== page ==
Ukrainenu has asked an agricultural expert about the 2021 harvest, how it is going with the landreform, and the sector’s problems with climate change.
2021 is almost over and it has been a great year for the farmers in Ukraine, explains Andrey Novoselov, who is an analyst at the company Barva Invest, to Ukrainenu. Ukraine has, for example, had a record corn harvest this year, and Novoselov says that the weather conditions have been almost ideal all year round.
“We have seen an absolute record in the wheat harvest of about 32 million tons, and the same has been the case for the total corn harvest. Farmers have been worried that they might not be able to sell all their corn, but it has not been a problem,” says Novoselov.
He adds that the worries have been connected to the extraordinary harvest, where farmers suddenly needed to find new markets. However, due to a bad harvest in other countries such as Russia and Canada, the big Ukrainian volumes have been easy to sell.
“Right now, we see prices increase week after week, and the big harvest is creating problems in some areas,” explains Novoselov, referring to the demand for transport, which has driven up prices and made farmers look for alternative ways.
Some Ukrainian farmers have, for example, decided to sell their harvest with delivery in April or May instead of right now as they expect the price of logistics to decline later on.
“We have also seen the costs of fertilizers increase by three to four times the price in the last marketing year. The costs of drying the harvest have also increased due to higher gas prices,” says Novoselov.
The landreform is only at the beginning
The long-awaited landreform went into force this year and ended a more than 30-year ban on selling Ukrainian farmland. Ukraine has 42 million hectares of farmland, and the reform should help release the potential in the agricultural sector, as farmers can now own their land. The Ukrainian Agri Council estimates that the Ukrainian state budget losses around 815 million dollars per year due to the land market working in the shadows.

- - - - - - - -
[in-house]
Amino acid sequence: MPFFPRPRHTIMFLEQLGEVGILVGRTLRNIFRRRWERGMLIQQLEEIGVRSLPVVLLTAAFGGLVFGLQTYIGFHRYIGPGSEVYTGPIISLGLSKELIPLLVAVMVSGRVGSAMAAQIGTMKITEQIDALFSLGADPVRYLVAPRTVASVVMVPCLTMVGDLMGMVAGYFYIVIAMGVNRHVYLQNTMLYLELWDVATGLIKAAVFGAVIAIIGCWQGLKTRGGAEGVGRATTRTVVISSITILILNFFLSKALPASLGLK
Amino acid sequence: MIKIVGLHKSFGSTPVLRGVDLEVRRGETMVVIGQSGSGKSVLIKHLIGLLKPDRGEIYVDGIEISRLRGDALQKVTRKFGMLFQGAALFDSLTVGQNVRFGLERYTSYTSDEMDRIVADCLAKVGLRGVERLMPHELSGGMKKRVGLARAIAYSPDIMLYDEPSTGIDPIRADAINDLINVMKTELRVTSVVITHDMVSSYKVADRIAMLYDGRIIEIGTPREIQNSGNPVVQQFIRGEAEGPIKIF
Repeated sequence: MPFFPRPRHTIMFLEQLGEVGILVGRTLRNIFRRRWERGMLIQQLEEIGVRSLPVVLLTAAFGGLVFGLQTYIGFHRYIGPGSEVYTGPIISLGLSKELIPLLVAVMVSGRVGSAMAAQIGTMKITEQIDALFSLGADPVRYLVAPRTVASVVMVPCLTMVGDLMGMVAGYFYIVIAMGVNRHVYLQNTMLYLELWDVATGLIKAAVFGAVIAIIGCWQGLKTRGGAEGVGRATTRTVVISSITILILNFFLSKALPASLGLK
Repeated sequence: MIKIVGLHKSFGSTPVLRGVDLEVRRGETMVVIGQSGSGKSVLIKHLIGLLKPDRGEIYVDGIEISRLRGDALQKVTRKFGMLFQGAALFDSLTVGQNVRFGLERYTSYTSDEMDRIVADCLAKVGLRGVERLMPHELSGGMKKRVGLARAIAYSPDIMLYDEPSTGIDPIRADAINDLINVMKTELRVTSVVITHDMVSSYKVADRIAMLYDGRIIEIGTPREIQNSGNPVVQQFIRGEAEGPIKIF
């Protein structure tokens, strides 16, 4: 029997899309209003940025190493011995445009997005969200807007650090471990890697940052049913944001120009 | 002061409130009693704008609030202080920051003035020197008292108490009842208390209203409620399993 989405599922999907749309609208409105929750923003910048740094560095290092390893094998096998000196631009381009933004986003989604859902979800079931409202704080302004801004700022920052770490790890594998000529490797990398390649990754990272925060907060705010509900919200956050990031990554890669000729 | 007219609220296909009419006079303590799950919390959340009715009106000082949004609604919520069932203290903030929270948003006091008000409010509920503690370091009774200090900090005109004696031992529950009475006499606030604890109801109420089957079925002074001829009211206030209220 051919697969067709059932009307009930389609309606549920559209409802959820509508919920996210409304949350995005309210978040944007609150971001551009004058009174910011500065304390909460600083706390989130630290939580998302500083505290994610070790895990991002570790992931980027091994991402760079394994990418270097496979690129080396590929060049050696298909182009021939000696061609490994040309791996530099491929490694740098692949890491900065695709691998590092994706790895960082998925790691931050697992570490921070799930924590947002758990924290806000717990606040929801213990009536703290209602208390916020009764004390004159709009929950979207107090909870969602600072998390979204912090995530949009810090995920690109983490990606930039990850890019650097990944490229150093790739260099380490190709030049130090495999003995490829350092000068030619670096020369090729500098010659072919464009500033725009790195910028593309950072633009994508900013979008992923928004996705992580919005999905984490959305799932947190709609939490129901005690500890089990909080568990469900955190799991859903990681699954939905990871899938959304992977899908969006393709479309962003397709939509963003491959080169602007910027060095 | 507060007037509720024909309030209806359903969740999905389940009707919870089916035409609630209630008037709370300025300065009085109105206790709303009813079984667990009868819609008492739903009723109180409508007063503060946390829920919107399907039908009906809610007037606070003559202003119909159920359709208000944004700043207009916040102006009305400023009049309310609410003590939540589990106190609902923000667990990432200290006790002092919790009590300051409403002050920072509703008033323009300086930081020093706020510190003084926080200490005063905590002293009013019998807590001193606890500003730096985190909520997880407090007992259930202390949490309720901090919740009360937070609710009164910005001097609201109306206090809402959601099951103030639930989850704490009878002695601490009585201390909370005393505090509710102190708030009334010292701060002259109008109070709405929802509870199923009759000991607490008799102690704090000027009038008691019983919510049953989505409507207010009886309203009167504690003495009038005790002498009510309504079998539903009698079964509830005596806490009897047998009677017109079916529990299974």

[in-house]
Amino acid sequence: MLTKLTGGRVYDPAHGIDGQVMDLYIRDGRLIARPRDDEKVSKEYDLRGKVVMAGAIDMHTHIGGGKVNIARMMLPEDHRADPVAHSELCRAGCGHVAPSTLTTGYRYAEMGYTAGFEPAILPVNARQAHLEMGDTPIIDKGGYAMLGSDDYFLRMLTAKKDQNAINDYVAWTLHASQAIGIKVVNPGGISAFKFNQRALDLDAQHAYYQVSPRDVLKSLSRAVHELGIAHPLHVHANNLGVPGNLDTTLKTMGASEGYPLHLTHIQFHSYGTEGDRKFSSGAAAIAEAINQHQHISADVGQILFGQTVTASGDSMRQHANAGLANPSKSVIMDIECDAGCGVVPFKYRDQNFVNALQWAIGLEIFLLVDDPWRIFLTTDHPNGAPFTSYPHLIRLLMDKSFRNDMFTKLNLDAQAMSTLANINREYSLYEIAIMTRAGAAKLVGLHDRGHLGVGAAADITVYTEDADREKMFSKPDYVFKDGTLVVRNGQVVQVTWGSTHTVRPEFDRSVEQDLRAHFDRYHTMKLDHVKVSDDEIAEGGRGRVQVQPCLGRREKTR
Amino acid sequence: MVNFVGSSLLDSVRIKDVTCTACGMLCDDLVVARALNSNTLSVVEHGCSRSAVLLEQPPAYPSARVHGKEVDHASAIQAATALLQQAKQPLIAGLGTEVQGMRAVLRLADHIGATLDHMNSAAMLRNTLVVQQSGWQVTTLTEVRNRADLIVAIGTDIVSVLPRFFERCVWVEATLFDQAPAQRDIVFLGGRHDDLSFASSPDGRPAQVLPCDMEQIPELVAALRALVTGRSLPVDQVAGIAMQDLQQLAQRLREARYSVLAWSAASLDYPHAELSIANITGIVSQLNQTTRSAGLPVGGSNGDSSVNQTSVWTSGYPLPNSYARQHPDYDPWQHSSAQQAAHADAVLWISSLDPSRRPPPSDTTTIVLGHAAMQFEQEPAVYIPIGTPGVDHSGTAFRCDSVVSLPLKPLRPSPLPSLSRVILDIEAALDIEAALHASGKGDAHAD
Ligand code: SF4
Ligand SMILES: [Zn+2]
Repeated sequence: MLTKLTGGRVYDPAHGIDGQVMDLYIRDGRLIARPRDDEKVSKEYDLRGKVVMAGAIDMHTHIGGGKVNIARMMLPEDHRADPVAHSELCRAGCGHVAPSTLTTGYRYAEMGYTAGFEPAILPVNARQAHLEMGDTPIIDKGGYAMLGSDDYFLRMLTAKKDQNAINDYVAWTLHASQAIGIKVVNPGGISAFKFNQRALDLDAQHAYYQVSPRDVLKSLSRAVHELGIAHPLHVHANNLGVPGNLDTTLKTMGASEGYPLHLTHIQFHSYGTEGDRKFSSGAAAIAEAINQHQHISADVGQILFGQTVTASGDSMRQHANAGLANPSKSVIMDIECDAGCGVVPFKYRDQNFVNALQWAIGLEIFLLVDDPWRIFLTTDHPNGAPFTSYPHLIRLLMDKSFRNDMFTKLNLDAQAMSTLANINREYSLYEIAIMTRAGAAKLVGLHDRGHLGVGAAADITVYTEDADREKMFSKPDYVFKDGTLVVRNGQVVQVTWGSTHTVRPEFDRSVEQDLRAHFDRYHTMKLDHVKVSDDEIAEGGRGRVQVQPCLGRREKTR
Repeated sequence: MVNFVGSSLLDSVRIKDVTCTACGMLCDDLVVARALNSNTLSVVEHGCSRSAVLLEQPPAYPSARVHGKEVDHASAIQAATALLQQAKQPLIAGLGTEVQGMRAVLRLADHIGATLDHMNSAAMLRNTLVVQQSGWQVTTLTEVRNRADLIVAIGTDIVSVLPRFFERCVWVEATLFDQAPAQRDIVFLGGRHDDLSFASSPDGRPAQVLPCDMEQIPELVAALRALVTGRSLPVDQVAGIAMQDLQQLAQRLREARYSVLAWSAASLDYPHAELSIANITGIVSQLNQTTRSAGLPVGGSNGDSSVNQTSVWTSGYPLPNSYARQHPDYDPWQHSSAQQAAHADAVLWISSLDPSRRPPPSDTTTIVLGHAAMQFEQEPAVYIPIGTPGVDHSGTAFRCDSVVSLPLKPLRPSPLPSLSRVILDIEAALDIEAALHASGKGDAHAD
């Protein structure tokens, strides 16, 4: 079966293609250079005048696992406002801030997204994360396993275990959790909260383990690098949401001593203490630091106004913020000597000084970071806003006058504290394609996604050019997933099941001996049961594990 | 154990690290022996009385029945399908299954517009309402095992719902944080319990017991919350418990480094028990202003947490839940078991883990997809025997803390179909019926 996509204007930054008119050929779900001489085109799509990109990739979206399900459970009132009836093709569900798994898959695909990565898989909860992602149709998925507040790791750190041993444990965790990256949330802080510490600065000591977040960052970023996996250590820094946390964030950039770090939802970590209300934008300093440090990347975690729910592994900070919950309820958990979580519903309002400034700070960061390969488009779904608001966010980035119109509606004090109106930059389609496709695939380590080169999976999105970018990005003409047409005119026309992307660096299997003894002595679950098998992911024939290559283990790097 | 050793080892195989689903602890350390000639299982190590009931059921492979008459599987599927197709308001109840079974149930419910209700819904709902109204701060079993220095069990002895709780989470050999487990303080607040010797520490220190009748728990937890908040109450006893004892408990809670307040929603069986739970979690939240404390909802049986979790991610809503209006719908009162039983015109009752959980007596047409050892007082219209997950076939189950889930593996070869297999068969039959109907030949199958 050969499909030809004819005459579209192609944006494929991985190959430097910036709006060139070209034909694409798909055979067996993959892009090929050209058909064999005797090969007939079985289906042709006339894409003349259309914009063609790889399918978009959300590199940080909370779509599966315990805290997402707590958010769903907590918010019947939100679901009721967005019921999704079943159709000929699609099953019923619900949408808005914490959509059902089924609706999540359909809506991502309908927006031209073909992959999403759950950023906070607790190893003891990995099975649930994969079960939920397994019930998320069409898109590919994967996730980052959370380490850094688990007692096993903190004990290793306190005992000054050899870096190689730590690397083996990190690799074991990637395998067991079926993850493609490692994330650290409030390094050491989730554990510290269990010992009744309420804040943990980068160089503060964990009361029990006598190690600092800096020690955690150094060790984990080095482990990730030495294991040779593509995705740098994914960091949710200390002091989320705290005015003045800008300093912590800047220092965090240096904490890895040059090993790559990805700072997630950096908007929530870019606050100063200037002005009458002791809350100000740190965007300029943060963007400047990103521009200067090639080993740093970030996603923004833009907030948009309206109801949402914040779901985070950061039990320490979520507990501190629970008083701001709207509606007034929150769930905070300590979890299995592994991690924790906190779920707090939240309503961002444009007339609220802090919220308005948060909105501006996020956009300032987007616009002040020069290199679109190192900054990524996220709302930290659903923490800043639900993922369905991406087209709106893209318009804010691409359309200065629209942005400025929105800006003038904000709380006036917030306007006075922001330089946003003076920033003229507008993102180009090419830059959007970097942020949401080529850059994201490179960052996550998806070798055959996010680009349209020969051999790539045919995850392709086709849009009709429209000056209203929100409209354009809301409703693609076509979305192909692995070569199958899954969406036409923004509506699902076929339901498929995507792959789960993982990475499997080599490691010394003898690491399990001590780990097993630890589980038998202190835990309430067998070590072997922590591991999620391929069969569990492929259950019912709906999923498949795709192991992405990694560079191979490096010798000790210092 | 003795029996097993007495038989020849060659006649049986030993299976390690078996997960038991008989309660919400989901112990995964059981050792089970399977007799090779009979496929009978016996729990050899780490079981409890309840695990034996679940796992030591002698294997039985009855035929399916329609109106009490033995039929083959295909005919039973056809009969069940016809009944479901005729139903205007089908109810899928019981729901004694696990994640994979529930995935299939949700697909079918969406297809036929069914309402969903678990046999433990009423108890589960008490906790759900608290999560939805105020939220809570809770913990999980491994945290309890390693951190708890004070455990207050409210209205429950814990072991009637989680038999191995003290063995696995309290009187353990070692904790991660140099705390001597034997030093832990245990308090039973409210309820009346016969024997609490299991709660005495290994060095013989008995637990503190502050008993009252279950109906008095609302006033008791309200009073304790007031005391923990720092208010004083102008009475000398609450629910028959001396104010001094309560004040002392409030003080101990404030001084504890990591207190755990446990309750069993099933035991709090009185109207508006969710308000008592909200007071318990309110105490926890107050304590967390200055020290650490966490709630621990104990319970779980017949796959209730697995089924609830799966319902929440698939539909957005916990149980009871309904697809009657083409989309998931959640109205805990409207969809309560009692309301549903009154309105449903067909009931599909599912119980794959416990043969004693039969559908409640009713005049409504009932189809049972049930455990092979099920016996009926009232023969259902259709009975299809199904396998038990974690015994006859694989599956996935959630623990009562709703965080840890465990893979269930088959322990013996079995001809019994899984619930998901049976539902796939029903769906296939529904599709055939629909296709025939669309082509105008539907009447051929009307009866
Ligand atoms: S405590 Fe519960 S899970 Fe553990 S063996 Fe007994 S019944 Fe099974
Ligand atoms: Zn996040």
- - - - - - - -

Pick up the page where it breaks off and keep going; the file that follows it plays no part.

The reform, however, hasn’t resulted in a lot of investments into the Ukrainian agricultural sector or a lot of trading, explains Novoselov. However, it is natural at this point, he says, because Ukrainians aren’t allowed to own more than 100 hectares per person until 2024. From January 2024, it will be allowed to own 10,000 hectares.
“We can see that only one percent has been bought so far and it is logical. It is very difficult to acquire a lot of land at this stage, and investors instead continue to rent,” says Novoselov.
He, however, says that the price for renting land in some areas of Ukraine has increased by 30 percent since the landreform came into force. Novoselov adds that the profitability of farmers remains high as the costs of rent aren’t so significant at this point.
“Farmers are more worried about the price of gas and fertilizers,” Novoselov says.
Climate change is a problem
Ukrainenu has previously written about how climate change is threatening the agricultural sector in Ukraine. The weather has been ideal this year and resulted in a record harvest, but 2020 was worse with heavy rains in some places and drought in others.
“Ukraine’s role as a growing agricultural superpower leaves the country particularly vulnerable to the negative impact of a changing environment. Over the last few decades, the Kyiv climate has gradually migrated south. Winters have become milder, and summers are now much warmer. The weather in the Ukrainian capital is increasingly similar to Odesa in the middle of the twentieth century without the benefit of the Black Sea breeze,” wrote Anna Ackermann, a board member of the Ecoaction Center for Environmental Initiatives, last year.
She called for Ukraine to adopt better irrigation methods and better selection of crops to battle climate change. Novoselov says that climate change is a real threat to the Ukrainian agricultural sector and that something needs to be done.
“In the last five years, I have seen a lot of farmers located from the south or south-central Ukraine to the center or to western Ukraine. We also see that some farmers in the south are planting sunflowers, which are more resistant to dry weather, now,” says Novoselov.
He points out that something needs to be done with irrigation. He points out that irrigation was really good during the Soviet Union but that it has been neglected ever since. Only 15 percent of the irrigation from that time is working today and the sector needs investments.
“Some of that old irrigation network could be used today with some investments and there is an interest in buildings new as well. However, the problem is that you need licenses to build and to take water from rivers. As it is right now, you need to pay some people to get permission, and not all companies are ready to do that,” says Novoselov.